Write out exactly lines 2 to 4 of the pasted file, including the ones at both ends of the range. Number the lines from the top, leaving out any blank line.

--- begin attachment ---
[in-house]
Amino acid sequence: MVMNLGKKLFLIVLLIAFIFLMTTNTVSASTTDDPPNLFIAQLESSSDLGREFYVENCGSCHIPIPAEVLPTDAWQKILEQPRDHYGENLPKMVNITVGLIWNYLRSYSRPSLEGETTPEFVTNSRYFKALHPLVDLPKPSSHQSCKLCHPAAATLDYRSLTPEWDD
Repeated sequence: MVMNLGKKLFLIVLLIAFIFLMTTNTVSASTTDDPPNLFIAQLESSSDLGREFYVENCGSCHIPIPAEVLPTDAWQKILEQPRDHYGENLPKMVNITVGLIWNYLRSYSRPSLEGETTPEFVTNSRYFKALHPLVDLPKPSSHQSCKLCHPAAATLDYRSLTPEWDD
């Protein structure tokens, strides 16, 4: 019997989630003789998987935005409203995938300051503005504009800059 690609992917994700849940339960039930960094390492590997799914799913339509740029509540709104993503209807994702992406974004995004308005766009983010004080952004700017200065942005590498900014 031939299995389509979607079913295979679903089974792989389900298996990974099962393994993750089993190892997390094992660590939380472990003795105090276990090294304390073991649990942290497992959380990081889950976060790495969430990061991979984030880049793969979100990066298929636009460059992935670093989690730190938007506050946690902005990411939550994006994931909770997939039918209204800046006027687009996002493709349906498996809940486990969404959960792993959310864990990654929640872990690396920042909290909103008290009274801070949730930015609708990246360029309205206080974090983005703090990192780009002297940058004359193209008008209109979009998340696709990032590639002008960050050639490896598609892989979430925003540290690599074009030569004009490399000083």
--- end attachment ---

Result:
Amino acid sequence: MVMNLGKKLFLIVLLIAFIFLMTTNTVSASTTDDPPNLFIAQLESSSDLGREFYVENCGSCHIPIPAEVLPTDAWQKILEQPRDHYGENLPKMVNITVGLIWNYLRSYSRPSLEGETTPEFVTNSRYFKALHPLVDLPKPSSHQSCKLCHPAAATLDYRSLTPEWDD
Repeated sequence: MVMNLGKKLFLIVLLIAFIFLMTTNTVSASTTDDPPNLFIAQLESSSDLGREFYVENCGSCHIPIPAEVLPTDAWQKILEQPRDHYGENLPKMVNITVGLIWNYLRSYSRPSLEGETTPEFVTNSRYFKALHPLVDLPKPSSHQSCKLCHPAAATLDYRSLTPEWDD
């Protein structure tokens, strides 16, 4: 019997989630003789998987935005409203995938300051503005504009800059 690609992917994700849940339960039930960094390492590997799914799913339509740029509540709104993503209807994702992406974004995004308005766009983010004080952004700017200065942005590498900014 031939299995389509979607079913295979679903089974792989389900298996990974099962393994993750089993190892997390094992660590939380472990003795105090276990090294304390073991649990942290497992959380990081889950976060790495969430990061991979984030880049793969979100990066298929636009460059992935670093989690730190938007506050946690902005990411939550994006994931909770997939039918209204800046006027687009996002493709349906498996809940486990969404959960792993959310864990990654929640872990690396920042909290909103008290009274801070949730930015609708990246360029309205206080974090983005703090990192780009002297940058004359193209008008209109979009998340696709990032590639002008960050050639490896598609892989979430925003540290690599074009030569004009490399000083």